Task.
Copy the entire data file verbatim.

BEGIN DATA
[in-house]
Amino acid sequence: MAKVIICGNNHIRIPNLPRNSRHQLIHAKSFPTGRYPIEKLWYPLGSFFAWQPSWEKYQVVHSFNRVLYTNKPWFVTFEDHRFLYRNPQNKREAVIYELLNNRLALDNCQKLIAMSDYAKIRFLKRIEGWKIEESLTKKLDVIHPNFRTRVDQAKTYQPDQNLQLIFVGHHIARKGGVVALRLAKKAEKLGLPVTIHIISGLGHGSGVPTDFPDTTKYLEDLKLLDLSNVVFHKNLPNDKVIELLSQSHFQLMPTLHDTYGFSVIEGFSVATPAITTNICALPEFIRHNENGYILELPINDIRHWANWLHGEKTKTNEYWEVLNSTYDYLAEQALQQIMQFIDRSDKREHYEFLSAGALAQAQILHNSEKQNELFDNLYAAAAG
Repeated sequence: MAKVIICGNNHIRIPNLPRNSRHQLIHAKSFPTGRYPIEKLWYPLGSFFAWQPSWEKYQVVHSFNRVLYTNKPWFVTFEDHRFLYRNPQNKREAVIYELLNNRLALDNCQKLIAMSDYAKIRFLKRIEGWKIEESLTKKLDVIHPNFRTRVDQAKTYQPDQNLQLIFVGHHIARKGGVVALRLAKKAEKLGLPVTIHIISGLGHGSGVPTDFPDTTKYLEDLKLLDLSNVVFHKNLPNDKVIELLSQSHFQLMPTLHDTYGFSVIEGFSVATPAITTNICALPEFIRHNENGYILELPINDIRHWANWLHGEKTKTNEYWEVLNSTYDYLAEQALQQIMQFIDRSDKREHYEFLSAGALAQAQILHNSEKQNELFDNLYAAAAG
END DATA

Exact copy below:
[in-house]
Amino acid sequence: MAKVIICGNNHIRIPNLPRNSRHQLIHAKSFPTGRYPIEKLWYPLGSFFAWQPSWEKYQVVHSFNRVLYTNKPWFVTFEDHRFLYRNPQNKREAVIYELLNNRLALDNCQKLIAMSDYAKIRFLKRIEGWKIEESLTKKLDVIHPNFRTRVDQAKTYQPDQNLQLIFVGHHIARKGGVVALRLAKKAEKLGLPVTIHIISGLGHGSGVPTDFPDTTKYLEDLKLLDLSNVVFHKNLPNDKVIELLSQSHFQLMPTLHDTYGFSVIEGFSVATPAITTNICALPEFIRHNENGYILELPINDIRHWANWLHGEKTKTNEYWEVLNSTYDYLAEQALQQIMQFIDRSDKREHYEFLSAGALAQAQILHNSEKQNELFDNLYAAAAG
Repeated sequence: MAKVIICGNNHIRIPNLPRNSRHQLIHAKSFPTGRYPIEKLWYPLGSFFAWQPSWEKYQVVHSFNRVLYTNKPWFVTFEDHRFLYRNPQNKREAVIYELLNNRLALDNCQKLIAMSDYAKIRFLKRIEGWKIEESLTKKLDVIHPNFRTRVDQAKTYQPDQNLQLIFVGHHIARKGGVVALRLAKKAEKLGLPVTIHIISGLGHGSGVPTDFPDTTKYLEDLKLLDLSNVVFHKNLPNDKVIELLSQSHFQLMPTLHDTYGFSVIEGFSVATPAITTNICALPEFIRHNENGYILELPINDIRHWANWLHGEKTKTNEYWEVLNSTYDYLAEQALQQIMQFIDRSDKREHYEFLSAGALAQAQILHNSEKQNELFDNLYAAAAG